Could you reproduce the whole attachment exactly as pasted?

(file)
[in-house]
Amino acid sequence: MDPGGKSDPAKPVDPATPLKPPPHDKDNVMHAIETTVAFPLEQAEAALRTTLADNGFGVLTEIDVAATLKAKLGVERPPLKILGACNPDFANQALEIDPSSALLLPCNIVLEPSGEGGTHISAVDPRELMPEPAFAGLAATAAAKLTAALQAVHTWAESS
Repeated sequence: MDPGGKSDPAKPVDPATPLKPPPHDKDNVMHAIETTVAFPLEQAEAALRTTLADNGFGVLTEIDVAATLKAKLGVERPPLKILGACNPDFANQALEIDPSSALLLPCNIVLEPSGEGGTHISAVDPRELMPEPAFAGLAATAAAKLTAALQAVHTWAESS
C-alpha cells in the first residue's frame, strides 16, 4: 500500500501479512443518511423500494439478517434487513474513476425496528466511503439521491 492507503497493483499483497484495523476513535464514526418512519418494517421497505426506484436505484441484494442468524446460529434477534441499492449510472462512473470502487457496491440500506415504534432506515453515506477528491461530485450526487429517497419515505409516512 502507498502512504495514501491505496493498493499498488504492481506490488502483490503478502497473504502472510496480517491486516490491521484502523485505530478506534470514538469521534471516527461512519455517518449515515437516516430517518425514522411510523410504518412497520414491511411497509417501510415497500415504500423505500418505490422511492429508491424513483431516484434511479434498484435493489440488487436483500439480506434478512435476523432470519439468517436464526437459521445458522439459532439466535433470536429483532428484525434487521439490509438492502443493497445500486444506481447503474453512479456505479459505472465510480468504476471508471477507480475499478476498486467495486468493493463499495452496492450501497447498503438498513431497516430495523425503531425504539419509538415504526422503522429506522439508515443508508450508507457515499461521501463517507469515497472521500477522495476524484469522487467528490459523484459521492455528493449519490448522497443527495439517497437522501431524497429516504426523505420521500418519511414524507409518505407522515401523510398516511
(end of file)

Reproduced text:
[in-house]
Amino acid sequence: MDPGGKSDPAKPVDPATPLKPPPHDKDNVMHAIETTVAFPLEQAEAALRTTLADNGFGVLTEIDVAATLKAKLGVERPPLKILGACNPDFANQALEIDPSSALLLPCNIVLEPSGEGGTHISAVDPRELMPEPAFAGLAATAAAKLTAALQAVHTWAESS
Repeated sequence: MDPGGKSDPAKPVDPATPLKPPPHDKDNVMHAIETTVAFPLEQAEAALRTTLADNGFGVLTEIDVAATLKAKLGVERPPLKILGACNPDFANQALEIDPSSALLLPCNIVLEPSGEGGTHISAVDPRELMPEPAFAGLAATAAAKLTAALQAVHTWAESS
C-alpha cells in the first residue's frame, strides 16, 4: 500500500501479512443518511423500494439478517434487513474513476425496528466511503439521491 492507503497493483499483497484495523476513535464514526418512519418494517421497505426506484436505484441484494442468524446460529434477534441499492449510472462512473470502487457496491440500506415504534432506515453515506477528491461530485450526487429517497419515505409516512 502507498502512504495514501491505496493498493499498488504492481506490488502483490503478502497473504502472510496480517491486516490491521484502523485505530478506534470514538469521534471516527461512519455517518449515515437516516430517518425514522411510523410504518412497520414491511411497509417501510415497500415504500423505500418505490422511492429508491424513483431516484434511479434498484435493489440488487436483500439480506434478512435476523432470519439468517436464526437459521445458522439459532439466535433470536429483532428484525434487521439490509438492502443493497445500486444506481447503474453512479456505479459505472465510480468504476471508471477507480475499478476498486467495486468493493463499495452496492450501497447498503438498513431497516430495523425503531425504539419509538415504526422503522429506522439508515443508508450508507457515499461521501463517507469515497472521500477522495476524484469522487467528490459523484459521492455528493449519490448522497443527495439517497437522501431524497429516504426523505420521500418519511414524507409518505407522515401523510398516511